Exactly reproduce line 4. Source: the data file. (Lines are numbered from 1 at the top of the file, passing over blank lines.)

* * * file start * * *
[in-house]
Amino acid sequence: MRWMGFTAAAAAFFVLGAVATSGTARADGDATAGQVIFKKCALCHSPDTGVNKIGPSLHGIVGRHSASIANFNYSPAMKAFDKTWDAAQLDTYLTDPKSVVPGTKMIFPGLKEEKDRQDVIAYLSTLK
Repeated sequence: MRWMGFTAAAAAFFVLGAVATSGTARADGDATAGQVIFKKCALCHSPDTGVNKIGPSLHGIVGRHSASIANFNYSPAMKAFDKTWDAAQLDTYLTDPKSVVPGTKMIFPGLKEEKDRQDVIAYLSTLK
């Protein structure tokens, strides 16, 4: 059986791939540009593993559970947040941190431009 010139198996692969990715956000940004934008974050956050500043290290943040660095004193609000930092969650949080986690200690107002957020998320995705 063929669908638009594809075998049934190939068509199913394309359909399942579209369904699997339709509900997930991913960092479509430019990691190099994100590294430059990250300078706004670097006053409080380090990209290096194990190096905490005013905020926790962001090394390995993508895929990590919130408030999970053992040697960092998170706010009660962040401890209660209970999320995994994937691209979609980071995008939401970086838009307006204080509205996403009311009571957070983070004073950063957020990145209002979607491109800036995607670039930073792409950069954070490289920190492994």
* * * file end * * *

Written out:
């Protein structure tokens, strides 16, 4: 059986791939540009593993559970947040941190431009 010139198996692969990715956000940004934008974050956050500043290290943040660095004193609000930092969650949080986690200690107002957020998320995705 063929669908638009594809075998049934190939068509199913394309359909399942579209369904699997339709509900997930991913960092479509430019990691190099994100590294430059990250300078706004670097006053409080380090990209290096194990190096905490005013905020926790962001090394390995993508895929990590919130408030999970053992040697960092998170706010009660962040401890209660209970999320995994994937691209979609980071995008939401970086838009307006204080509205996403009311009571957070983070004073950063957020990145209002979607491109800036995607670039930073792409950069954070490289920190492994």